"Untitled" by Donald Martin | Obelisk 450
Date created: Oct 01, 2023
Donald Martin, a professor of art at Flagler College since 1980, is a multi-media artist with completed public art projects located throughout Florida, including at the Bacardi Corporation, Flagler College, and Jacksonville International Airport. While Martin’s personal work deals primarily with nature, he is enthusiastic about taking on the themes of freedom, democracy, human rights, and compassion.
Near this site once stood the infamous Monson Travelodge where, in June of 1964, a group of civil rights activists attempted to integrate the “Whites Only” motel swimming pool. Motel management responded to the demonstrators by pouring muriatic acid into the pool causing great pandemonium. Nearby reporters recorded the events on film and news of the demonstration and the brutal response spread throughout the nation’s newspapers. Reaction to the images was immediate and strong and this incident is believed to have been a significant factor in the passage of the landmark Civil Rights Act of 1964 just a couple of weeks following the incident.
In my design for this obelisk I wanted my images to relate to this specific incident but, at the same time, use this incident as a metaphor for the struggle of all courageous individuals and groups as they pull themselves out of a “pool” of despair and prejudice in an attempt to create a more just and equitable future.
While most equate Montgomery, Birmingham, Selma, and Memphis with the Civil Rights movement, historians now say the campaign in St. Augustine was pivotal when it came to turning the tide of national opinion. The fight was painful and costly but it also brought people together, awakened a nation to action, and directly led to the passage of the landmark US Civil Rights Act of 1964.
Fifty years ago, St. Augustine’s schools, restaurants, businesses, and even beaches were segregated. It took the incredible courage of the Civil Rights Movement’s participants -- from young students to local leaders to Dr. Martin Luther King to Jewish rabbis -- to bring about change here and throughout the country.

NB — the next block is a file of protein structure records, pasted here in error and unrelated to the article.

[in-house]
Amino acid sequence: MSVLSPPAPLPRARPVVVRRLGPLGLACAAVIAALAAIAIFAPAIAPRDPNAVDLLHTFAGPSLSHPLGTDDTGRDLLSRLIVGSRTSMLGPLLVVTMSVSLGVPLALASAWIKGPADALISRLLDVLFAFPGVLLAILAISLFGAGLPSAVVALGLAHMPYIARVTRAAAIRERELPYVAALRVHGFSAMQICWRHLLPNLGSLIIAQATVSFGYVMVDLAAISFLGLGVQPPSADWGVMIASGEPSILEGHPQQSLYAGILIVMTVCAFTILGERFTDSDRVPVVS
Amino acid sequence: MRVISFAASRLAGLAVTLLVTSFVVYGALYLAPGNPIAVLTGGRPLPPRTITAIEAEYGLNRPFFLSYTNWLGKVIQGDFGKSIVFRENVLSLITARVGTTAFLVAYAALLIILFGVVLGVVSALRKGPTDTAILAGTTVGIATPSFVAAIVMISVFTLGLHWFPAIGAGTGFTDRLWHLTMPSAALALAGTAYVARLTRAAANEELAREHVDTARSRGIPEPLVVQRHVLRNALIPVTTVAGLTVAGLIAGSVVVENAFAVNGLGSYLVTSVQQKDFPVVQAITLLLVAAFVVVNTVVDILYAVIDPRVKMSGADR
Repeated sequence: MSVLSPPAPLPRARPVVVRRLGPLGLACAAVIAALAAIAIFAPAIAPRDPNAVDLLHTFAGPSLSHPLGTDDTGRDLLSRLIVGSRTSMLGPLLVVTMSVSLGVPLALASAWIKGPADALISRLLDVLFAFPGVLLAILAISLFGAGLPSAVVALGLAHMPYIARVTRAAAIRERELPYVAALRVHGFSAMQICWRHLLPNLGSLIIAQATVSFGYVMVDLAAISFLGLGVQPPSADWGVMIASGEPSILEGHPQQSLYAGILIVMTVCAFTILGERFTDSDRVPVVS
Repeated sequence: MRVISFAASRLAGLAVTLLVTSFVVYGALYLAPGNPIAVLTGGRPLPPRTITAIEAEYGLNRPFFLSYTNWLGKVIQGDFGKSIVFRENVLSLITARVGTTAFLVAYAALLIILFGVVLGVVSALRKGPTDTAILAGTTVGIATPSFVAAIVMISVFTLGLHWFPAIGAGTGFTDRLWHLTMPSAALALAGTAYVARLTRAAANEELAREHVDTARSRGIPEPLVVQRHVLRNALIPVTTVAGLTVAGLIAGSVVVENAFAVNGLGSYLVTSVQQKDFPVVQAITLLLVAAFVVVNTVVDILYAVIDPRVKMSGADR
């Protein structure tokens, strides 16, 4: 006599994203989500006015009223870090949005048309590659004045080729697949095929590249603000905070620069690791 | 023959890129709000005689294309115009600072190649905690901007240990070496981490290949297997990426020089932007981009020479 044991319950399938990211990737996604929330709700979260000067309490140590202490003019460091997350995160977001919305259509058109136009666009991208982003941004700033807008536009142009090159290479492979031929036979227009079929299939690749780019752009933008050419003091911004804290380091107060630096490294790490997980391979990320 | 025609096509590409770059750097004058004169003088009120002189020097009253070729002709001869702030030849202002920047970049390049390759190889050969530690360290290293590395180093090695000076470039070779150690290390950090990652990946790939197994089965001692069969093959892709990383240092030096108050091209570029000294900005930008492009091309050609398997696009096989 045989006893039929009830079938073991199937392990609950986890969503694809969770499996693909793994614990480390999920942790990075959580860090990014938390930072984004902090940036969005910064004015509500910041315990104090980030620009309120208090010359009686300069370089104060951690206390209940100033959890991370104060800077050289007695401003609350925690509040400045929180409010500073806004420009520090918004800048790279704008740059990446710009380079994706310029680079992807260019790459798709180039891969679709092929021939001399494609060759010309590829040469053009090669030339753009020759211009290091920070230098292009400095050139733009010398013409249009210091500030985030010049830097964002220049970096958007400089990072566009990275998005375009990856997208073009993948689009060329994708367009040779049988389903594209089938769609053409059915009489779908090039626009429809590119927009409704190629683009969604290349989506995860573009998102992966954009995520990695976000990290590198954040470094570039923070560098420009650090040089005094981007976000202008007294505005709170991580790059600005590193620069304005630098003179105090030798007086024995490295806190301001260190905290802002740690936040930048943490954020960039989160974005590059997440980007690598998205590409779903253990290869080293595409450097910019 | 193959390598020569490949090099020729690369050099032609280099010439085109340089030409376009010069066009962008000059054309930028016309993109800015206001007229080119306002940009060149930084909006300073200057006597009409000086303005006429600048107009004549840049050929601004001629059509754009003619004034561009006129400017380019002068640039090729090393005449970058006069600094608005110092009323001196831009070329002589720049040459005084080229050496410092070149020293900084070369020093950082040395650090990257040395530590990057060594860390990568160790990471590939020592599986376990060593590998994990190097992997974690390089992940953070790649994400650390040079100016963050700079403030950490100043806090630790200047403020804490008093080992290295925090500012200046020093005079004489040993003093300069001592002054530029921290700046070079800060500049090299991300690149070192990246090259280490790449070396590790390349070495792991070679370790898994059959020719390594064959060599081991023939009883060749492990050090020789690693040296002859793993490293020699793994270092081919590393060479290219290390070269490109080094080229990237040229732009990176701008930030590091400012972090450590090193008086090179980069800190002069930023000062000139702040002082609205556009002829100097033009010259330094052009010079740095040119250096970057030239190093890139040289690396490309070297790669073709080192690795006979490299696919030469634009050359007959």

From 1960-64, planned marches, demonstrations, protests and sit-ins, set the stage for the momentous “acid in the pool” incident at the former Monson Motor Lodge in June 1964. Although just one in a string of violence and hatred, it was the one that captured national media attention – but not the kind the city wanted as it prepared to celebrate its 400th anniversary.
This incident also inspired the national Jewish community to support the cause. Sixteen Reform Rabbis came to St. Augustine on June 17, 1964. That night they participated in a march around the Plaza de Constitution. The next day, movement leaders, the rabbis, and about 50 supporters marched downtown to the Monson Motor Lodge for a two-pronged demonstration. When they tried to enter the restaurant, owner James Brock blocked the door. The rabbis knelt to pray and Brock threatened to have them arrested. While this was happening, two civil rights workers who were registered guests at the hotel announced they had the right to invite five Negro friends to swim.
Because of “near-riot” conditions at recent demonstrations, the governor had assigned a “Special Police Force” with the Florida Highway Patrol and other non-local authorities in charge. As the surrounding crowd shouted vicious threats at the demonstrators, Florida State Troopers attempted to hold them back.
In response, Brock poured two gallons of muriatic acid into the pool. A local officer then leaped in, roughly hauling the protestors out, and it was this image that was splashed across the front pages of the Miami Herald and the New York Times. All the protestors, including the rabbis, were arrested.
The events led to the passage of the US Civil Rights Act. President Lyndon B. Johnson signed it into law on July 2, 1964, saying that the principles of our freedom and morality forbid denying men equal treatment and this law would forever ensure that. History shows even though things didn’t change instantly, this turning point was a long-awaited step towards guaranteeing freedom, democracy, and human rights –– not only for African Americans but for all.